RSV Filling Pediatric Emergency Rooms

December 4, 2022

November 12, 2022 – Respiratory syncytial virus (RSV) has caused a rise in pediatric emergency room visits. According to Loma Linda University Department of Health Sciences, emergency rooms throughout California have seen a surge in pediatric cases, beginning in October. Such a surge normally does not begin until winter. Connecticut Children’s Hospital has reported a surge beginning in late summer, and Yale New Haven Hospital reported that their cases doubled recently. The Centers for Disease Control and Prevention (CDC) reported rises in RSV pediatric emergency room visits in multiple areas of the country, reaching peak seasonal levels by the end of October. 

In healthy adults RSV causes the common cold, which seldom causes serious problems. In children under the age of 2 the immune system is not functioning at full capacity yet, making little patients susceptible to pneumonia and bronchiolitis. RSV is especially dangerous for premature infants, infants with congenital heart or lung problems, those with immune deficiency, and infants with neuromuscular conditions, who may have difficulty clearing mucus secretions.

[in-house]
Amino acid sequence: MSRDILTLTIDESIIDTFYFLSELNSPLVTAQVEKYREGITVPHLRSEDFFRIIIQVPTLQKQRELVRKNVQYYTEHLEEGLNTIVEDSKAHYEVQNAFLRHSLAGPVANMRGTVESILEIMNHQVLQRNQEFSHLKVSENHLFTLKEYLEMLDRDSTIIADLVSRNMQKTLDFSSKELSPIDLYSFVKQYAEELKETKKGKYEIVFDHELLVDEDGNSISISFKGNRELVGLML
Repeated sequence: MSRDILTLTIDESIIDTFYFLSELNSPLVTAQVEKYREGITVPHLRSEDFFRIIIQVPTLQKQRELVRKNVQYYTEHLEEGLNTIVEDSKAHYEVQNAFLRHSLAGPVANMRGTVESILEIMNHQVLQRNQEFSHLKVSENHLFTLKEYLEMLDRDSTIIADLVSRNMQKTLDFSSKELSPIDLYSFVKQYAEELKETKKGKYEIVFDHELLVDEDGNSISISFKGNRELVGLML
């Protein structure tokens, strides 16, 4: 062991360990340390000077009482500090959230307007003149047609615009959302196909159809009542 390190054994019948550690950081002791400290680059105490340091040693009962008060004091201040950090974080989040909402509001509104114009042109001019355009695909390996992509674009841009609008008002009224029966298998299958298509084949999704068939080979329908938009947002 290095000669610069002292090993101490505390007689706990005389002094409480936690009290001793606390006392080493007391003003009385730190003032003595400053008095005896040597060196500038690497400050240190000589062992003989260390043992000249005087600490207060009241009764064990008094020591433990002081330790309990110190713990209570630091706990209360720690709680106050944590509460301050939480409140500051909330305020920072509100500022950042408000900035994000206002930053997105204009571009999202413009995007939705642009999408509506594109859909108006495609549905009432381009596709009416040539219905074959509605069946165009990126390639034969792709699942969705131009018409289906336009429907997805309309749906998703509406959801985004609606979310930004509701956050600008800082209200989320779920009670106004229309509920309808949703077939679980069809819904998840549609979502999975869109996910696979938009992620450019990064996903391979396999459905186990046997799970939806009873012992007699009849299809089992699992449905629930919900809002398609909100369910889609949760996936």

The American Academy of Pediatrics and CDC advise adults to wash their hands for 20 seconds before holding a baby, and to keep the baby away from smokers or individuals with respiratory infections. Keep the baby away from crowded places such as shopping malls, especially during the holidays. It is okay to breastfeed your child if you have a cold, because the infant needs nourishment and the antibodies in breast milk. 

Not every baby with a cold needs to be seen in the emergency department, but watch for more serious signs. If the infant has difficulty breathing, excessive mucus production in the nose, stops breathing for 10 seconds or more at a time, or has blue nose, lips, or hands and feet, it’s time for a trip to the emergency room. 

There is no immunization available for RSV as of yet, although scientists are hard at work to develop one. Infants with risk factors can be given an antiviral medication called palivizumab. This is only given to infants at high risk, and ordinary precautions are adequate in most cases. 

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